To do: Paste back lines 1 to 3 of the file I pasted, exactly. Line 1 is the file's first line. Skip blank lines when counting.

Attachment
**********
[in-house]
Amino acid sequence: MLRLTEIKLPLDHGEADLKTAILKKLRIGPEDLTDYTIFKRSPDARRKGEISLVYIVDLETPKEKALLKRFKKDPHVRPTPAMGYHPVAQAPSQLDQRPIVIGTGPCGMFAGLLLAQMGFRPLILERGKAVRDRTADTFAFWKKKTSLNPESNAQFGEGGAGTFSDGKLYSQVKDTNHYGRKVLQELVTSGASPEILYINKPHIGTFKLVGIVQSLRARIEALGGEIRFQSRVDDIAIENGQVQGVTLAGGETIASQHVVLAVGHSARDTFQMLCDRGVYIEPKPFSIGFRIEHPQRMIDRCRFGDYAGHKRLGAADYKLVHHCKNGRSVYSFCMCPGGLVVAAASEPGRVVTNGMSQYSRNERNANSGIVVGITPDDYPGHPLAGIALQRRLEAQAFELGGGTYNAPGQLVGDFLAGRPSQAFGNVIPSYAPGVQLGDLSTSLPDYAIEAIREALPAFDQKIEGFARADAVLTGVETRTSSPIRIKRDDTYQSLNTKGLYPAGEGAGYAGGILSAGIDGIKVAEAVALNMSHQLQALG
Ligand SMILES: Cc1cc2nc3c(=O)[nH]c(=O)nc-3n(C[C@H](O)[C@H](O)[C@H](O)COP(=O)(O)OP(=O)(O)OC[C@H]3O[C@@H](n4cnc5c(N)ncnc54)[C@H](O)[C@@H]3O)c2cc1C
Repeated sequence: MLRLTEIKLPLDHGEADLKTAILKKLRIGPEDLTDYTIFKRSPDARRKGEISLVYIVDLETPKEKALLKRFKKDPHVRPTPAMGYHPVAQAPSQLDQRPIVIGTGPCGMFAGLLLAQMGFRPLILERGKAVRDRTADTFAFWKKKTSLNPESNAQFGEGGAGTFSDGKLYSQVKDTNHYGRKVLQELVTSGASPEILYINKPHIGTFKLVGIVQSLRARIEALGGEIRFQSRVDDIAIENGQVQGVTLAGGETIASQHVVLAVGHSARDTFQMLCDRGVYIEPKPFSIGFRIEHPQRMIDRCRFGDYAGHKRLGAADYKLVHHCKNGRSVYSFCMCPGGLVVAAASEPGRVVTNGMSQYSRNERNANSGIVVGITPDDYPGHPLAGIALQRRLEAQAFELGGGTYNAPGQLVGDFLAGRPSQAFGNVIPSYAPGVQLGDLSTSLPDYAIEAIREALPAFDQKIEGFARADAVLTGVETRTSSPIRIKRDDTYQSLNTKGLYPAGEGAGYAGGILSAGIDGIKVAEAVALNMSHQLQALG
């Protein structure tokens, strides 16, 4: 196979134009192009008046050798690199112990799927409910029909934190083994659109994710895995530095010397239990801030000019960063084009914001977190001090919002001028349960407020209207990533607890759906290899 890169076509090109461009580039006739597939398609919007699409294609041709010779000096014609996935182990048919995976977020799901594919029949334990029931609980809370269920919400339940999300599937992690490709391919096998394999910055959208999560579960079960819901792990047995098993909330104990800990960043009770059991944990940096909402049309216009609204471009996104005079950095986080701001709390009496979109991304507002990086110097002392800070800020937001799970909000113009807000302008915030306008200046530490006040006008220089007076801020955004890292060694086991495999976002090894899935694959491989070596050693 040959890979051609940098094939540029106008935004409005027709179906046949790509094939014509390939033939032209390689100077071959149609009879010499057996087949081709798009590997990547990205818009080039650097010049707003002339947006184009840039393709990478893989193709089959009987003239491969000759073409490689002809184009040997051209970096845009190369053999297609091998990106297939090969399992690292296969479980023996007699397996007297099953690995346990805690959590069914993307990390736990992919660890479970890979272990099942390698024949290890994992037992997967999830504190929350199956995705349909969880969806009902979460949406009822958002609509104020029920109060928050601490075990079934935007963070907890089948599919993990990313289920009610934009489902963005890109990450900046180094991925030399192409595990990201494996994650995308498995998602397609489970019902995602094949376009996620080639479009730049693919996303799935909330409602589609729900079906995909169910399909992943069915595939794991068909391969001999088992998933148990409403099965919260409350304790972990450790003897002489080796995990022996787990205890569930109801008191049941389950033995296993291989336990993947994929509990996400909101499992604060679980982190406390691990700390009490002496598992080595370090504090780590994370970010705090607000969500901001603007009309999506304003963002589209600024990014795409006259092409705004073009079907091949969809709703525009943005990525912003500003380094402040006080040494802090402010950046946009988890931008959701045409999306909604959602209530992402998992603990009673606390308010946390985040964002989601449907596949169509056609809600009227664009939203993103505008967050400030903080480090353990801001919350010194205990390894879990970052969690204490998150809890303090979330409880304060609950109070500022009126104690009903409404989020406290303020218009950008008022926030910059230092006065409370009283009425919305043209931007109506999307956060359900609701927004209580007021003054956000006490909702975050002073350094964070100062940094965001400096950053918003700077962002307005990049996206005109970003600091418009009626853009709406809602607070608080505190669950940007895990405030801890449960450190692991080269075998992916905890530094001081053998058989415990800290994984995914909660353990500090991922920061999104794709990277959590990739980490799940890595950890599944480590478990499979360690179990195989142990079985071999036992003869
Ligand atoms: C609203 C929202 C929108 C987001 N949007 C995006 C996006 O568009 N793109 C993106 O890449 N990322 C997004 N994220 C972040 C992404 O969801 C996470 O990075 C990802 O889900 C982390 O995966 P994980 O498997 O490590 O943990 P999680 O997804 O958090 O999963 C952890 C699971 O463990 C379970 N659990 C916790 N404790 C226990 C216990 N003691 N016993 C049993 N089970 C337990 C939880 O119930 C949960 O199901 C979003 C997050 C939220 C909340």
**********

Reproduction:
[in-house]
Amino acid sequence: MLRLTEIKLPLDHGEADLKTAILKKLRIGPEDLTDYTIFKRSPDARRKGEISLVYIVDLETPKEKALLKRFKKDPHVRPTPAMGYHPVAQAPSQLDQRPIVIGTGPCGMFAGLLLAQMGFRPLILERGKAVRDRTADTFAFWKKKTSLNPESNAQFGEGGAGTFSDGKLYSQVKDTNHYGRKVLQELVTSGASPEILYINKPHIGTFKLVGIVQSLRARIEALGGEIRFQSRVDDIAIENGQVQGVTLAGGETIASQHVVLAVGHSARDTFQMLCDRGVYIEPKPFSIGFRIEHPQRMIDRCRFGDYAGHKRLGAADYKLVHHCKNGRSVYSFCMCPGGLVVAAASEPGRVVTNGMSQYSRNERNANSGIVVGITPDDYPGHPLAGIALQRRLEAQAFELGGGTYNAPGQLVGDFLAGRPSQAFGNVIPSYAPGVQLGDLSTSLPDYAIEAIREALPAFDQKIEGFARADAVLTGVETRTSSPIRIKRDDTYQSLNTKGLYPAGEGAGYAGGILSAGIDGIKVAEAVALNMSHQLQALG
Ligand SMILES: Cc1cc2nc3c(=O)[nH]c(=O)nc-3n(C[C@H](O)[C@H](O)[C@H](O)COP(=O)(O)OP(=O)(O)OC[C@H]3O[C@@H](n4cnc5c(N)ncnc54)[C@H](O)[C@@H]3O)c2cc1C